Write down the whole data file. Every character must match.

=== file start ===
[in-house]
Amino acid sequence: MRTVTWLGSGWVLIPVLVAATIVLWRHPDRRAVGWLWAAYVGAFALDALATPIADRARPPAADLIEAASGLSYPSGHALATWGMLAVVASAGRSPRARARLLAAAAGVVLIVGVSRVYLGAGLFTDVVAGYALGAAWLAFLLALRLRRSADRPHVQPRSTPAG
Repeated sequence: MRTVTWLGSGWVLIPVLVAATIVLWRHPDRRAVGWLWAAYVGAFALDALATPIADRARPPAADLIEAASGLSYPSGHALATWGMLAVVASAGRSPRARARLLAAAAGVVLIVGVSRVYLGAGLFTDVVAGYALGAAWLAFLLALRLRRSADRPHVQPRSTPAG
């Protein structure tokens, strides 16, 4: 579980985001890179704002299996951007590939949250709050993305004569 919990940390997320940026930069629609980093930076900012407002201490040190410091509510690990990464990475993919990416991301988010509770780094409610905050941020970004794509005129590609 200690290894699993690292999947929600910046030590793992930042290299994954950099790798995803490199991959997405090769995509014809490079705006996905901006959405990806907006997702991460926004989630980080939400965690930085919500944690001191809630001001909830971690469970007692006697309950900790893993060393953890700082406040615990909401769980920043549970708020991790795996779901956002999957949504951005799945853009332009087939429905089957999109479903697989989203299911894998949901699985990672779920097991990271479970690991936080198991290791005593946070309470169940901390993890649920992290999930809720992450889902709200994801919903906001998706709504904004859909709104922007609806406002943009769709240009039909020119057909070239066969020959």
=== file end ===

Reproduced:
[in-house]
Amino acid sequence: MRTVTWLGSGWVLIPVLVAATIVLWRHPDRRAVGWLWAAYVGAFALDALATPIADRARPPAADLIEAASGLSYPSGHALATWGMLAVVASAGRSPRARARLLAAAAGVVLIVGVSRVYLGAGLFTDVVAGYALGAAWLAFLLALRLRRSADRPHVQPRSTPAG
Repeated sequence: MRTVTWLGSGWVLIPVLVAATIVLWRHPDRRAVGWLWAAYVGAFALDALATPIADRARPPAADLIEAASGLSYPSGHALATWGMLAVVASAGRSPRARARLLAAAAGVVLIVGVSRVYLGAGLFTDVVAGYALGAAWLAFLLALRLRRSADRPHVQPRSTPAG
């Protein structure tokens, strides 16, 4: 579980985001890179704002299996951007590939949250709050993305004569 919990940390997320940026930069629609980093930076900012407002201490040190410091509510690990990464990475993919990416991301988010509770780094409610905050941020970004794509005129590609 200690290894699993690292999947929600910046030590793992930042290299994954950099790798995803490199991959997405090769995509014809490079705006996905901006959405990806907006997702991460926004989630980080939400965690930085919500944690001191809630001001909830971690469970007692006697309950900790893993060393953890700082406040615990909401769980920043549970708020991790795996779901956002999957949504951005799945853009332009087939429905089957999109479903697989989203299911894998949901699985990672779920097991990271479970690991936080198991290791005593946070309470169940901390993890649920992290999930809720992450889902709200994801919903906001998706709504904004859909709104922007609806406002943009769709240009039909020119057909070239066969020959």